The Practical Impossibility of Confiscating Gold
Some people worry about the potential for gold confiscation, but how realistic would a government led confiscation be? Many point to the 1933 ‘confiscation’ in the United States, but realistically citizens still voluntarily sold their gold back to the Federal Reserve in exchange for paper of the day.
Gold in the United States prior to 1933 was almost universal as it was currency, indeed the USD was backed by gold, not Fiat as it is now. At that time, a 0.96oz gold double eagle had a face value of $20. There were $10 coins, $5 coins as well as a range of silver coins. The government threatened fines and imprisonment, but citizens voluntarily came to collection points to trade in their bullion for fiat federal notes. At no time did agents of the government go ‘door to door’. A testament to just how many citizens didn’t bend to government pressure, is how many Pre-1933 Gold Coins are still floating around.
Let’s play it out for today. The government decides they want (or more relevantly, need) the gold held by private Australian citizens. What needs to happen? There is an announcement or an internal memo which is leaked, and you read about it on our Daily News. Then a new government department, or a section of an existing department is founded. They need to organise a hierarchy with bureaucrats absorbing taxpayer funds at a rate of 200k+ per annum. Then they bring in a HR team, they make sure that various cross-sections of society are equally represented. They will also need to engage a marketing agency to develop a national TV ad campaign to convince the public at large that their forcible interference in our lives is “for the country’s good”, or words to that effect. Think too of the circumstances within which they all of a sudden needed gold. There would be a strong desire not to elicit mass panic from the people amid such economic turmoil.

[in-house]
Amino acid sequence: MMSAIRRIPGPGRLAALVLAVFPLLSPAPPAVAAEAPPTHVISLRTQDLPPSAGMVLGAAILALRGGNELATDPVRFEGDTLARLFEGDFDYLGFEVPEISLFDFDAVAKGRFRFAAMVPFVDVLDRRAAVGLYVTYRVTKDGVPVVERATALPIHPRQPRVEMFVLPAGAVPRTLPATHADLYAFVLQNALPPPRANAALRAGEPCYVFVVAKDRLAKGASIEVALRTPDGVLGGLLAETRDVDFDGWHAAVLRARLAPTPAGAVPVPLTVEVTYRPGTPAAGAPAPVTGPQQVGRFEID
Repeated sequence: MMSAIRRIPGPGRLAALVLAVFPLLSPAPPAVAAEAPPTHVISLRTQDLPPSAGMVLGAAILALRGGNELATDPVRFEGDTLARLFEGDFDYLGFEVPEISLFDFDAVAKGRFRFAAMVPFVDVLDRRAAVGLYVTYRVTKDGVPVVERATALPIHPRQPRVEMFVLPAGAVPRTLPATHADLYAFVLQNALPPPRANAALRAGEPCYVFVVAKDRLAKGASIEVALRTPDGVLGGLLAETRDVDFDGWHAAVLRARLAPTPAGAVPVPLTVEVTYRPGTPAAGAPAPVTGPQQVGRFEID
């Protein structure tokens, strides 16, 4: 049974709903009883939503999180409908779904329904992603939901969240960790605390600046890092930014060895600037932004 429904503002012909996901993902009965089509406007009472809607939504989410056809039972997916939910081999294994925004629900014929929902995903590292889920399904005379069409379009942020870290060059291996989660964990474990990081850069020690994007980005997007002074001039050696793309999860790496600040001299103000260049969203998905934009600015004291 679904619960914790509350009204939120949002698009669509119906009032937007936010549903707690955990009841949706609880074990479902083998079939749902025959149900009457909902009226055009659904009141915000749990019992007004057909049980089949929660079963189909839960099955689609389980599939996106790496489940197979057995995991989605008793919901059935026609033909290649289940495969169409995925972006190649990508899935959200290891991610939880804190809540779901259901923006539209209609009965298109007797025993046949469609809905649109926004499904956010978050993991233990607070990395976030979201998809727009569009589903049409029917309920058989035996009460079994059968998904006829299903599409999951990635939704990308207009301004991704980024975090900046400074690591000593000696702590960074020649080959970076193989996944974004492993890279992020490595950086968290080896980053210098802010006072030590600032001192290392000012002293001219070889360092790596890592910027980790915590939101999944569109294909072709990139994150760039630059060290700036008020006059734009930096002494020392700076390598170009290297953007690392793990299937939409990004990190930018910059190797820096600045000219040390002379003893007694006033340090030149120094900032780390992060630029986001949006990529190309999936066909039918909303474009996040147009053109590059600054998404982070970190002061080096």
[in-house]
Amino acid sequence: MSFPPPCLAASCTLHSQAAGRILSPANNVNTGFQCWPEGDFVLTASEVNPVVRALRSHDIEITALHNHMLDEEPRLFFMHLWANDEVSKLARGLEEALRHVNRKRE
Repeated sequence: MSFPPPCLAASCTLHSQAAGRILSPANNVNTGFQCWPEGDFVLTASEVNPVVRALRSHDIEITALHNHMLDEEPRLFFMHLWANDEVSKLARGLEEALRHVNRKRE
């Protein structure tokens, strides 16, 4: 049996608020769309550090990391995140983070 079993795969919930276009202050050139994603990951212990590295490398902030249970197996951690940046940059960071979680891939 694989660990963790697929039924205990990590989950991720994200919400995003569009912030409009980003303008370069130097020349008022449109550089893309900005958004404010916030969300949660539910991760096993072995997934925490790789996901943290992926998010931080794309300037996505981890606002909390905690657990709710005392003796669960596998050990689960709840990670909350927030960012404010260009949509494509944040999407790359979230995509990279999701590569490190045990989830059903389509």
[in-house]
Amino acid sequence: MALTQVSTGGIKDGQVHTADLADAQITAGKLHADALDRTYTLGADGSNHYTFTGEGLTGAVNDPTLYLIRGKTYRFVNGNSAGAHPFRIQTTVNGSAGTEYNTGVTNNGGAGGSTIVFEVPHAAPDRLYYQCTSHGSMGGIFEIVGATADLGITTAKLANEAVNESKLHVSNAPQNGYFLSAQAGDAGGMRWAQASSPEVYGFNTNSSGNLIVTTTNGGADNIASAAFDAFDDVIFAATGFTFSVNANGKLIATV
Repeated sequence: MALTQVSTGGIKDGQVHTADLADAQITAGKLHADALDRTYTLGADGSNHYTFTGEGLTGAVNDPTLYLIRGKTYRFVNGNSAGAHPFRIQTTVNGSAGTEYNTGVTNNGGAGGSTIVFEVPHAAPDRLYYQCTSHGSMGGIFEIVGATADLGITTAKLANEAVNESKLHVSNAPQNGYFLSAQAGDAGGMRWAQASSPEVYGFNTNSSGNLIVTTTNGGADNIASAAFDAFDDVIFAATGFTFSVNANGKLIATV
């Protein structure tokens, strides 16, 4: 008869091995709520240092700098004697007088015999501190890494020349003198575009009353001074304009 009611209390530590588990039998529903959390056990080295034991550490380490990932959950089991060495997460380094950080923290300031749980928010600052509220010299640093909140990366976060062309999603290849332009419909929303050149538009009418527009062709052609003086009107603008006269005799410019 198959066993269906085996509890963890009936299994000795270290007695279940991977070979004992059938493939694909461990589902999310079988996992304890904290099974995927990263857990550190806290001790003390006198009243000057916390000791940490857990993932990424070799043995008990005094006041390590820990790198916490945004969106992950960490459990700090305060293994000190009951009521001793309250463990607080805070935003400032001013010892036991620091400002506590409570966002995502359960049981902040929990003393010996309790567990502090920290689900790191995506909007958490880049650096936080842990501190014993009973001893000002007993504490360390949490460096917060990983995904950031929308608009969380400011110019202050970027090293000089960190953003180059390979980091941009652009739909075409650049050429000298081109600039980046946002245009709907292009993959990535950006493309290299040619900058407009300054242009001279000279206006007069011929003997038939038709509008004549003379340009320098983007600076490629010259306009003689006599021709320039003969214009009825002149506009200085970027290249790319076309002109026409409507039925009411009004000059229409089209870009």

Regardless, the newly minted government employees then need to go house to house asking people if they have gold or not. If people say no, but the government had reason to believe that gold was held at that house, they would need metal detectors. It might take a couple of hours to check each house and who exactly is going to have the authority to do that job?
Realistically, the government is generally better served by threatening citizens into giving in. If the Australian Government threatened fines and imprisonment to anyone found holding gold bullion, then undoubtedly, a lot of people would trade it in. They would only be able to fine the people who hadn’t developed, say, embarrassing gambling habits and had to sell all of their holdings to pay debts; just as an example, of course.
Realistically, it would be much easier to just dig new gold out of the ground.
And therein lies the crux of this. If our government needed money, the constitution only allows for confiscation of gold with ‘market value’ being paid. If they needed money, it's a zero sum game on gold but a few trillion dollars in managed super funds on offer, begging to be nationalised. We wrote to this on 31 August 2022 in HOW SAFE IS YOUR SUPER & WHY GET AN SMSF?. It is a must read if you missed it.
If they needed gold (if say there was a new global currency that required gold reserves to be a party to), Australia is the 2nd largest producer in the world and could mine nationalised gold at a rate far quicker and more effectively than that outlined above.
For customers worried about government overreach, but are holding themselves back from buying bullion due to concerns about confiscation, it is worth also considering the other options. Property can and has been confiscated, managed super funds (not self managed…) have been confiscated, bank accounts have and are confiscated/locked even now, and physical cash can be devalued or its use outright banned. In precious metals, you have the one thing that can’t be taken away from you. It's been that way for 5000 years.